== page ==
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I've been studying this topic for a couple of days now. I started by asking some questions regarding output Torque and gear ratios relations. Now I came with the whole picture and some calculations that I been working on. My goal is to find out if I'm in the right direction, and also point-out relations between equations that I'm not sure of. To make this more clear and clean, I divide the system into three sections; A, T and B. enter image description here

In section A its the electric motor and worm/spur torque transmission.

On another topic with a lot of help, I realise that the power provides by the motor is crucial to generate the output torque and angular velocity that your system requires. No matter the radius, ratios or N of teeth of the spur; if the power isn't enough, the gate won't move at the desired velocity.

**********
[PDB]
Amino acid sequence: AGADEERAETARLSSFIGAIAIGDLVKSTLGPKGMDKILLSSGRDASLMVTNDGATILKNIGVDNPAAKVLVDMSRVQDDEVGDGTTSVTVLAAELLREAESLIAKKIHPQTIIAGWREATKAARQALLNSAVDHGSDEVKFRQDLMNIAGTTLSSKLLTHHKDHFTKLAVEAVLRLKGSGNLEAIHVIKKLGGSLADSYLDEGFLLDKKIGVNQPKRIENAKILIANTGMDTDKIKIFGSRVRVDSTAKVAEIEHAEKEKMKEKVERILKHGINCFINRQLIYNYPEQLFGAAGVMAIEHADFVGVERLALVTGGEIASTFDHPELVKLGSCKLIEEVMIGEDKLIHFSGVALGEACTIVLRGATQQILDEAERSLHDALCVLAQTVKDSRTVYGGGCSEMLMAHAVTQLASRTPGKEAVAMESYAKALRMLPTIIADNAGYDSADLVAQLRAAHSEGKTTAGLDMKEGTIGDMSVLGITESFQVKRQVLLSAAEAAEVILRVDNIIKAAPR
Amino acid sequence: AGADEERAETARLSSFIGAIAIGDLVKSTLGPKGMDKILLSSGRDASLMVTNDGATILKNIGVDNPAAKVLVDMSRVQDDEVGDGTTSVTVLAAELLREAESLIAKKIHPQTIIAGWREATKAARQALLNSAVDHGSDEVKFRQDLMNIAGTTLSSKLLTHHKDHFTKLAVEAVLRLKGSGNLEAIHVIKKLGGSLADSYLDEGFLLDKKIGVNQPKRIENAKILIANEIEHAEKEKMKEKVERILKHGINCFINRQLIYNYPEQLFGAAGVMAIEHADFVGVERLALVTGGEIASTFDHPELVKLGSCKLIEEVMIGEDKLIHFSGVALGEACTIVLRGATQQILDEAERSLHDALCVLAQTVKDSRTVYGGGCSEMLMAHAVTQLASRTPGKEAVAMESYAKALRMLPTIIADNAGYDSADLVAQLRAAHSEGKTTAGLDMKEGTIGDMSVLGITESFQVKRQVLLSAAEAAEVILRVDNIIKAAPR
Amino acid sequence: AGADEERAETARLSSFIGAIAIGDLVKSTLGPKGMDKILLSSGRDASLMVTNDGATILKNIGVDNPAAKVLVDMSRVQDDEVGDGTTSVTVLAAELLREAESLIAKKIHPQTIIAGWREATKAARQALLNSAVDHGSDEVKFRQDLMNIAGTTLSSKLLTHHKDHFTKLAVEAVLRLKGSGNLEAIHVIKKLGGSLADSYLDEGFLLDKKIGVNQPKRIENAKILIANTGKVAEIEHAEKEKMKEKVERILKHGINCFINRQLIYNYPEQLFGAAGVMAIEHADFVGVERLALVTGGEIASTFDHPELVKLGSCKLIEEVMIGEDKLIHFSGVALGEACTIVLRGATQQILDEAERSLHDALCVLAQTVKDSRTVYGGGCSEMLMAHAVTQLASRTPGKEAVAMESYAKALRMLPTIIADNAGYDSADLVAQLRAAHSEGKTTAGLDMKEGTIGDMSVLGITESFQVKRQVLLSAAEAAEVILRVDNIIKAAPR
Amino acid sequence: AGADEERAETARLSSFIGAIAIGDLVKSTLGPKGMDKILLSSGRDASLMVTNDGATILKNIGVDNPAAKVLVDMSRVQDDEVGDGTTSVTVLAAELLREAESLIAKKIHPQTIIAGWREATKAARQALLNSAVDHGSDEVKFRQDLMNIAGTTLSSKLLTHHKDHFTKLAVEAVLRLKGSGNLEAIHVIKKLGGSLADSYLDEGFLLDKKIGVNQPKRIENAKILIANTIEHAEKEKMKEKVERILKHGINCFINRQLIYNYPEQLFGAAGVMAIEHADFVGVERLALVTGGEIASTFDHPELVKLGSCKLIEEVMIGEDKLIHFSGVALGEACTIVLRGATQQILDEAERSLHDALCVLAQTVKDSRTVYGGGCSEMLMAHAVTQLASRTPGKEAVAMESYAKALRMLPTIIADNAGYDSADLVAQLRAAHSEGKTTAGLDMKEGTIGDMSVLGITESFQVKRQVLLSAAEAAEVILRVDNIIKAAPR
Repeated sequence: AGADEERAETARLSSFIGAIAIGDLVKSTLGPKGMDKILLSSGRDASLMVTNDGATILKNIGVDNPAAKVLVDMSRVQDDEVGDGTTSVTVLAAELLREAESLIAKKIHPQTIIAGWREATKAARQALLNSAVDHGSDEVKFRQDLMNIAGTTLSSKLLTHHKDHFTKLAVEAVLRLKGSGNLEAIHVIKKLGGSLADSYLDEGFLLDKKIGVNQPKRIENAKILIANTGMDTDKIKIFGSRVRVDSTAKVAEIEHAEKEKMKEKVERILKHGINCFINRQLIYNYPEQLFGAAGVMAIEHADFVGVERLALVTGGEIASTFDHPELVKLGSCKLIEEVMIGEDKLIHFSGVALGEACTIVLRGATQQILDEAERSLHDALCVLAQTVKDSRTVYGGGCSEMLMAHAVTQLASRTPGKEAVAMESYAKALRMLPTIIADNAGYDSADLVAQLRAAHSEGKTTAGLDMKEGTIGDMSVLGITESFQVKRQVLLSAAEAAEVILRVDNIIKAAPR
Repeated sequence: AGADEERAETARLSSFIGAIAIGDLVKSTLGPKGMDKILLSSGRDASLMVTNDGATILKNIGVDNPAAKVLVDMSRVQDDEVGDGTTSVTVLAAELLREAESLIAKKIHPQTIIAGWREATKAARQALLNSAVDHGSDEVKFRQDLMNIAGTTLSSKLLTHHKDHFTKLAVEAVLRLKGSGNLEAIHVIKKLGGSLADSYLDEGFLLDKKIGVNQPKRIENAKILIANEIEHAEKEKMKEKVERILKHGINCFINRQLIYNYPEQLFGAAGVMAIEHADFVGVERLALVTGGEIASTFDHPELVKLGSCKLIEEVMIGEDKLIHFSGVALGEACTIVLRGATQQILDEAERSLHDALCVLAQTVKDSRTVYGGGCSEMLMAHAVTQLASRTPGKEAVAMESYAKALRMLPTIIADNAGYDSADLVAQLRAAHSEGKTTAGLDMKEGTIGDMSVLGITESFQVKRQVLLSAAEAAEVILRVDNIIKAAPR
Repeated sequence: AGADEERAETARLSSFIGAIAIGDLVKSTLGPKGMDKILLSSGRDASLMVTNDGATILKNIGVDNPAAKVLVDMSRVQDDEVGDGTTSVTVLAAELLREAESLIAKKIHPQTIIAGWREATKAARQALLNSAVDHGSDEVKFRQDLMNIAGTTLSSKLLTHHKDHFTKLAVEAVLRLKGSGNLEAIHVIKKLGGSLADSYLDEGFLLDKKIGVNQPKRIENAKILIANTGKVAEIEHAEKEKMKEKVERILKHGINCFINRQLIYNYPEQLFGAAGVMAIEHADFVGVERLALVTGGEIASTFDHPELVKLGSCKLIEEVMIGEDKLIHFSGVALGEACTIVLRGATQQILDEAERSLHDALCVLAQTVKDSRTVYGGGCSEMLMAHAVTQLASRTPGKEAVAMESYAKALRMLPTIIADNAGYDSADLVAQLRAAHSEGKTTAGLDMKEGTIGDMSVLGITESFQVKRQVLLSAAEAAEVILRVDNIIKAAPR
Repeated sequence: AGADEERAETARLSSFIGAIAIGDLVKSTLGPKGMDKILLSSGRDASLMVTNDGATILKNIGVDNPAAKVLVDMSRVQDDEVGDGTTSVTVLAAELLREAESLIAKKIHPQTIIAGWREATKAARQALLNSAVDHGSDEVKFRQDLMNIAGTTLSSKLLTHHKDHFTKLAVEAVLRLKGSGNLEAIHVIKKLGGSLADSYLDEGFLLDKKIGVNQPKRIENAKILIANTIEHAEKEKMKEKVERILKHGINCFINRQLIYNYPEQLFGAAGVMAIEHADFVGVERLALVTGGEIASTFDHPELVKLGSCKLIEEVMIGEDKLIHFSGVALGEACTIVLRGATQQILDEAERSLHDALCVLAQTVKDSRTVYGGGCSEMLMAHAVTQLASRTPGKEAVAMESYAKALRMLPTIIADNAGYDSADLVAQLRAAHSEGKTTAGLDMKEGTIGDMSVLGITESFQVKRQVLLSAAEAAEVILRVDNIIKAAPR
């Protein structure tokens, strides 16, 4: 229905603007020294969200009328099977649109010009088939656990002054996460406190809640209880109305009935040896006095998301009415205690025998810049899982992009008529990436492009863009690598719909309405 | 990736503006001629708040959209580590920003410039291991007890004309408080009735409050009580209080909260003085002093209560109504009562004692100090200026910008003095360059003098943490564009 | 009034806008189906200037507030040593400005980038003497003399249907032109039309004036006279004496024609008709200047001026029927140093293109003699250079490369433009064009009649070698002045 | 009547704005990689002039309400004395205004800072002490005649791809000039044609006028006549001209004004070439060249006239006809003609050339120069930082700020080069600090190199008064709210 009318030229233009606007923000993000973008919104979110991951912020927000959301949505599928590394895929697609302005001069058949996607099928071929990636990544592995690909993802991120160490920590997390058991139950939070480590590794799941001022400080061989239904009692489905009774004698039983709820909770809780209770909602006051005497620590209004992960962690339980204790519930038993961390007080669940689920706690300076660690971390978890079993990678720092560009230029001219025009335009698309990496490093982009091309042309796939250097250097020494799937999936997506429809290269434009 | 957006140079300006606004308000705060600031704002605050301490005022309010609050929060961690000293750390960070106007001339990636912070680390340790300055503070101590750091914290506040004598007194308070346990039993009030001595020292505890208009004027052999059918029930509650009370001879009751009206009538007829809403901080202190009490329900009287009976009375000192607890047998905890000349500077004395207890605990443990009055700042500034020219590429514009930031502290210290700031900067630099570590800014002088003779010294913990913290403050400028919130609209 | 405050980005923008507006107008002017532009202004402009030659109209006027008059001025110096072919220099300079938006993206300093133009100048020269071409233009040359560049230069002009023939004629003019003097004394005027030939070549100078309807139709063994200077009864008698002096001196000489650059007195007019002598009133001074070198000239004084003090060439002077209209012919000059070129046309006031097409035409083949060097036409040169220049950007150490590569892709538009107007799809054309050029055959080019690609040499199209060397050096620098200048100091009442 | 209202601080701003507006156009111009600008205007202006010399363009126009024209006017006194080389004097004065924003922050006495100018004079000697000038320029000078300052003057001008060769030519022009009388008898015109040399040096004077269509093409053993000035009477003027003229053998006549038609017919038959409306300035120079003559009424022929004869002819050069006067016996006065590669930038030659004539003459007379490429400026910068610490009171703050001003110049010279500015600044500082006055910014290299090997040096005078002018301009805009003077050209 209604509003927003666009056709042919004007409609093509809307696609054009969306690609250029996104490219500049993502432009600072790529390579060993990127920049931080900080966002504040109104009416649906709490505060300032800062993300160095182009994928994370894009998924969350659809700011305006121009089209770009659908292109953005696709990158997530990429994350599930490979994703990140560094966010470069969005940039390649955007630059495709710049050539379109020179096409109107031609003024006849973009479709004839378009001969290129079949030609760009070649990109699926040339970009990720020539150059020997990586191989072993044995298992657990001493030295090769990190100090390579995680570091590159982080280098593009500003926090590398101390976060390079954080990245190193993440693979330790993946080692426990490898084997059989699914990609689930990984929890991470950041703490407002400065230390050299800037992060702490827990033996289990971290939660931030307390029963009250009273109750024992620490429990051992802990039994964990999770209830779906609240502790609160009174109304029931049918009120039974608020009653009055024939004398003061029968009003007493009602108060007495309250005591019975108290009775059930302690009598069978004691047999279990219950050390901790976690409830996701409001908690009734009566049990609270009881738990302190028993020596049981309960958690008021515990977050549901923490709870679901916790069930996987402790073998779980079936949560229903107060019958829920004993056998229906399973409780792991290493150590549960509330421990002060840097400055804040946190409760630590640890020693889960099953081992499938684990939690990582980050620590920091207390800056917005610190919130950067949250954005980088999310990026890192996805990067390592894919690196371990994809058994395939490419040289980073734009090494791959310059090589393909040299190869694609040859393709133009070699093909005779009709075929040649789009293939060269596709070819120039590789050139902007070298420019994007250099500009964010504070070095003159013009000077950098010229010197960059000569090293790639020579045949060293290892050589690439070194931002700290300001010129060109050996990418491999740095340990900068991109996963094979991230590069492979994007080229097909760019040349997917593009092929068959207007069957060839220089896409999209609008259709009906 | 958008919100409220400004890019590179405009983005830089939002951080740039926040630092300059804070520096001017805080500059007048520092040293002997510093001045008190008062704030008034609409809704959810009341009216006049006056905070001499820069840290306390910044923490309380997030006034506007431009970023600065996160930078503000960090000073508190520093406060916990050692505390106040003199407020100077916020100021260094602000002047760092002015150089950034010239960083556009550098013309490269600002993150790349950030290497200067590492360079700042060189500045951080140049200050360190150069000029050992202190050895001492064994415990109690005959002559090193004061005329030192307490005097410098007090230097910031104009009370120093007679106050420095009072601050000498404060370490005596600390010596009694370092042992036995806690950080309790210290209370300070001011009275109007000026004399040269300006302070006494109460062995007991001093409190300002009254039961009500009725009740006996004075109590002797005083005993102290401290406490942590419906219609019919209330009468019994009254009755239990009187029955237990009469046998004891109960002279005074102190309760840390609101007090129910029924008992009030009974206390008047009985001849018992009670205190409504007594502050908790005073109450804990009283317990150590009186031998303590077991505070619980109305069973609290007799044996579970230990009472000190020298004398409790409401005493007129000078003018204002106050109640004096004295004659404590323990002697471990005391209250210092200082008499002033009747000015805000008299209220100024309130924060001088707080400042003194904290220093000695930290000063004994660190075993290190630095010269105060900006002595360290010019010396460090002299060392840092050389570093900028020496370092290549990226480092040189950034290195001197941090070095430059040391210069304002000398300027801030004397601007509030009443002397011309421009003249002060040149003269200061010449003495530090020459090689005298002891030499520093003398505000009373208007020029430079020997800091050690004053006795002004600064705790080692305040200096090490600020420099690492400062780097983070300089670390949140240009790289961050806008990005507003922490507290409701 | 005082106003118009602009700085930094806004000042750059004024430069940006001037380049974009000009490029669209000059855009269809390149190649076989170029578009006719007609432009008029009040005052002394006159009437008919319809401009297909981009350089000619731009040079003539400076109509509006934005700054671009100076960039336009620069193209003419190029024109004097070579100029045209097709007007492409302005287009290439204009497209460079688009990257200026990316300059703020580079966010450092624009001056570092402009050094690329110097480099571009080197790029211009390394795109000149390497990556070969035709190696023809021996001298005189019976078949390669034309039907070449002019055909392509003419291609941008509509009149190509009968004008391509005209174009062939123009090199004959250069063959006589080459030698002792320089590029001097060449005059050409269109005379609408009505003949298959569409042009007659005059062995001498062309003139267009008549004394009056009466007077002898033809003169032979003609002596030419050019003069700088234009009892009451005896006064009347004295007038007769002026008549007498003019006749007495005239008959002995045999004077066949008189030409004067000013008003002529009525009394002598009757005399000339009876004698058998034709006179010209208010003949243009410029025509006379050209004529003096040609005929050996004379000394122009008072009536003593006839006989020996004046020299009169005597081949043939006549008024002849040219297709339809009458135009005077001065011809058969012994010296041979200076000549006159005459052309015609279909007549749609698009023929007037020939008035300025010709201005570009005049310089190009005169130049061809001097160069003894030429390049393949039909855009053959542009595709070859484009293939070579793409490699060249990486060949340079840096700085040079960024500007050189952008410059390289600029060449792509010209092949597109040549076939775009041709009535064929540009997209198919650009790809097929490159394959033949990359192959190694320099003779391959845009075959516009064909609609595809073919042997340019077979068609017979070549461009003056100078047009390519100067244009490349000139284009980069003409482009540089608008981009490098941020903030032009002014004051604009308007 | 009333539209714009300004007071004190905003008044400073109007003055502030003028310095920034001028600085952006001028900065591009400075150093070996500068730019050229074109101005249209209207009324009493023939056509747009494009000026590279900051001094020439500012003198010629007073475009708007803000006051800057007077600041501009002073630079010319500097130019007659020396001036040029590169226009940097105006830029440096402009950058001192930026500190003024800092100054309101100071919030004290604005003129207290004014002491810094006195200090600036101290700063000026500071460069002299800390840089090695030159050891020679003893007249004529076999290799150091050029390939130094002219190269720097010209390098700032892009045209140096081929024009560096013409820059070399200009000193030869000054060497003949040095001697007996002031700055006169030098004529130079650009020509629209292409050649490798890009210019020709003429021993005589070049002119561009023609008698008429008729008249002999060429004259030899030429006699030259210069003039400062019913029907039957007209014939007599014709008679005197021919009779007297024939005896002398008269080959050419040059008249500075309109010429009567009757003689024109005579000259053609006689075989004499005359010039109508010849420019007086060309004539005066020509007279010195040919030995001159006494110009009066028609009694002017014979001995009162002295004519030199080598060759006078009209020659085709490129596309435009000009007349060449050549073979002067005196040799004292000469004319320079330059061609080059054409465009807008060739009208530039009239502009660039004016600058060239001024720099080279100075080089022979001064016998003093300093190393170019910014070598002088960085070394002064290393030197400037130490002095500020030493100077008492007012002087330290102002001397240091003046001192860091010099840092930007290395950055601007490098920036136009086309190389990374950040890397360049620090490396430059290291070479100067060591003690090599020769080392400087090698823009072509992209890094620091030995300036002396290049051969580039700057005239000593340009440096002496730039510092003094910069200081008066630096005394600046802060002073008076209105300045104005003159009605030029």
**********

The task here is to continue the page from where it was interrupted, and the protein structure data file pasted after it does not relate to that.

So, the problem in question: My goal is to find out if this system will be able to move a gate of 600 kg with a velocity of 0.33 m/s, and how much time it will take to reach that velocity.

The technical data of the motor is:

P = 1/2 hp ; RPM = 1450 ; 220V/50Hz

SECTION A:

P = 0.5 hp = 373 (kg * m2 /s3) Pin = Tin * win

win = 1450 rpm = 151.84 (rad/seg)

Tin = 373 (kg * m2 /s3) / 151.84 (rad/seg) = 2.456 N*m

This, of course, is in an ideal situation, without considering losses. (how can I add an estimation of electric motor losses?)

The worm/spur system has a gear ratio of 23:1.

Considering the efficiency of the system of 80%, we have:

Tout = 23 * (0.8 * Pin) / win = 45.2 N*m

Now, Tout also can be calculated by Tout = 0.8 * Pin / wout

angular velocity applied on the spur is: wout = (0.8 * Pin) / Tout

wout = 0.8 * 373 (kg * m2 /s3) / 45.2 N*m = 6.6 rad/sec --> 63 rpm

To consider real circumstances, its the moment of inertia has something to do within this case? I mean, is this Tout enough to accelerate the spur to 63 rpm??

SECTION T:

In this section, I'm wondering what happens with force transmitted in the distance "d" to the pinion. I'm not sure if I need to consider losses in this section.

SECTION B:

Here I have a lot of question about what's happening. The Pinion has 17 teeth and is module 4.